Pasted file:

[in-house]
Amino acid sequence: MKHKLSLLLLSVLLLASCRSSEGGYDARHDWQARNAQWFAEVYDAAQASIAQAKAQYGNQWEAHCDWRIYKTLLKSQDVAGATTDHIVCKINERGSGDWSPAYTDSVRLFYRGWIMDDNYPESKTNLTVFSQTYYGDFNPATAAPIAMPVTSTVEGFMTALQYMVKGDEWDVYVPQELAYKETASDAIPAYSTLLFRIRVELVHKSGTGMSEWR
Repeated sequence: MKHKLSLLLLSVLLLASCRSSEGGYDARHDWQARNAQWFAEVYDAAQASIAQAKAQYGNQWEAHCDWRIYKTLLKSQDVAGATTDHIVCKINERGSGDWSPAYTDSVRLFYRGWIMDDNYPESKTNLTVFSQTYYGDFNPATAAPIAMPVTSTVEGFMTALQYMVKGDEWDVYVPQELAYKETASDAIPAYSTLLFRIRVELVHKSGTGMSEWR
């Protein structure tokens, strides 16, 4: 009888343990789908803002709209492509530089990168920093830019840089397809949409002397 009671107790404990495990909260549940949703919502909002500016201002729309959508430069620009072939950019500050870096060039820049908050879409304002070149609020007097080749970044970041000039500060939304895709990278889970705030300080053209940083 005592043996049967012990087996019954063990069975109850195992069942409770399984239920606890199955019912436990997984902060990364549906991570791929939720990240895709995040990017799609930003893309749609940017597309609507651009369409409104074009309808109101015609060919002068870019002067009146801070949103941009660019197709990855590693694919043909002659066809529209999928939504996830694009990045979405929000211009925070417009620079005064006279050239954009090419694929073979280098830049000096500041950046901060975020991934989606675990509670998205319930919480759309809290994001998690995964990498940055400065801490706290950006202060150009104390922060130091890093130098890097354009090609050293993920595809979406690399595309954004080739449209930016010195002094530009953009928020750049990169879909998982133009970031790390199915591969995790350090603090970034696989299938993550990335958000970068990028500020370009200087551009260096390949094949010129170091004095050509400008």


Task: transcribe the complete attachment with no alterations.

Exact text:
[in-house]
Amino acid sequence: MKHKLSLLLLSVLLLASCRSSEGGYDARHDWQARNAQWFAEVYDAAQASIAQAKAQYGNQWEAHCDWRIYKTLLKSQDVAGATTDHIVCKINERGSGDWSPAYTDSVRLFYRGWIMDDNYPESKTNLTVFSQTYYGDFNPATAAPIAMPVTSTVEGFMTALQYMVKGDEWDVYVPQELAYKETASDAIPAYSTLLFRIRVELVHKSGTGMSEWR
Repeated sequence: MKHKLSLLLLSVLLLASCRSSEGGYDARHDWQARNAQWFAEVYDAAQASIAQAKAQYGNQWEAHCDWRIYKTLLKSQDVAGATTDHIVCKINERGSGDWSPAYTDSVRLFYRGWIMDDNYPESKTNLTVFSQTYYGDFNPATAAPIAMPVTSTVEGFMTALQYMVKGDEWDVYVPQELAYKETASDAIPAYSTLLFRIRVELVHKSGTGMSEWR
């Protein structure tokens, strides 16, 4: 009888343990789908803002709209492509530089990168920093830019840089397809949409002397 009671107790404990495990909260549940949703919502909002500016201002729309959508430069620009072939950019500050870096060039820049908050879409304002070149609020007097080749970044970041000039500060939304895709990278889970705030300080053209940083 005592043996049967012990087996019954063990069975109850195992069942409770399984239920606890199955019912436990997984902060990364549906991570791929939720990240895709995040990017799609930003893309749609940017597309609507651009369409409104074009309808109101015609060919002068870019002067009146801070949103941009660019197709990855590693694919043909002659066809529209999928939504996830694009990045979405929000211009925070417009620079005064006279050239954009090419694929073979280098830049000096500041950046901060975020991934989606675990509670998205319930919480759309809290994001998690995964990498940055400065801490706290950006202060150009104390922060130091890093130098890097354009090609050293993920595809979406690399595309954004080739449209930016010195002094530009953009928020750049990169879909998982133009970031790390199915591969995790350090603090970034696989299938993550990335958000970068990028500020370009200087551009260096390949094949010129170091004095050509400008």